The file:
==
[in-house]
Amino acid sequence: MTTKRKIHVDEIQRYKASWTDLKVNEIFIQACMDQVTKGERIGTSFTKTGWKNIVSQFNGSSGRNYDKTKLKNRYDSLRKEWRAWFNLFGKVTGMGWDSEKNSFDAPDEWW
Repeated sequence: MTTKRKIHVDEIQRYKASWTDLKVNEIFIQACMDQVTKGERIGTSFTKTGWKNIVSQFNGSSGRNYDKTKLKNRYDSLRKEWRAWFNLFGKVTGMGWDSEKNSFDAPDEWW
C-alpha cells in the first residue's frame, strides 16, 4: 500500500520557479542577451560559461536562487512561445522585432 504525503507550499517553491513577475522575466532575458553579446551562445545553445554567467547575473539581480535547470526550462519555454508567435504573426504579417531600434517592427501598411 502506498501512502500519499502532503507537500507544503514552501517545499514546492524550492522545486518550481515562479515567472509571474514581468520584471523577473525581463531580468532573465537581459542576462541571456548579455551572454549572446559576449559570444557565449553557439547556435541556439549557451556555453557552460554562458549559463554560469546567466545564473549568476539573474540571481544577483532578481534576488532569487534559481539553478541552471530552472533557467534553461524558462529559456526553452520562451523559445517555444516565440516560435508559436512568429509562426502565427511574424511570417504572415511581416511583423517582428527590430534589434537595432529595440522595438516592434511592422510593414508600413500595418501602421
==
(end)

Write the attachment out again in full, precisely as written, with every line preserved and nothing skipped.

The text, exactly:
[in-house]
Amino acid sequence: MTTKRKIHVDEIQRYKASWTDLKVNEIFIQACMDQVTKGERIGTSFTKTGWKNIVSQFNGSSGRNYDKTKLKNRYDSLRKEWRAWFNLFGKVTGMGWDSEKNSFDAPDEWW
Repeated sequence: MTTKRKIHVDEIQRYKASWTDLKVNEIFIQACMDQVTKGERIGTSFTKTGWKNIVSQFNGSSGRNYDKTKLKNRYDSLRKEWRAWFNLFGKVTGMGWDSEKNSFDAPDEWW
C-alpha cells in the first residue's frame, strides 16, 4: 500500500520557479542577451560559461536562487512561445522585432 504525503507550499517553491513577475522575466532575458553579446551562445545553445554567467547575473539581480535547470526550462519555454508567435504573426504579417531600434517592427501598411 502506498501512502500519499502532503507537500507544503514552501517545499514546492524550492522545486518550481515562479515567472509571474514581468520584471523577473525581463531580468532573465537581459542576462541571456548579455551572454549572446559576449559570444557565449553557439547556435541556439549557451556555453557552460554562458549559463554560469546567466545564473549568476539573474540571481544577483532578481534576488532569487534559481539553478541552471530552472533557467534553461524558462529559456526553452520562451523559445517555444516565440516560435508559436512568429509562426502565427511574424511570417504572415511581416511583423517582428527590430534589434537595432529595440522595438516592434511592422510593414508600413500595418501602421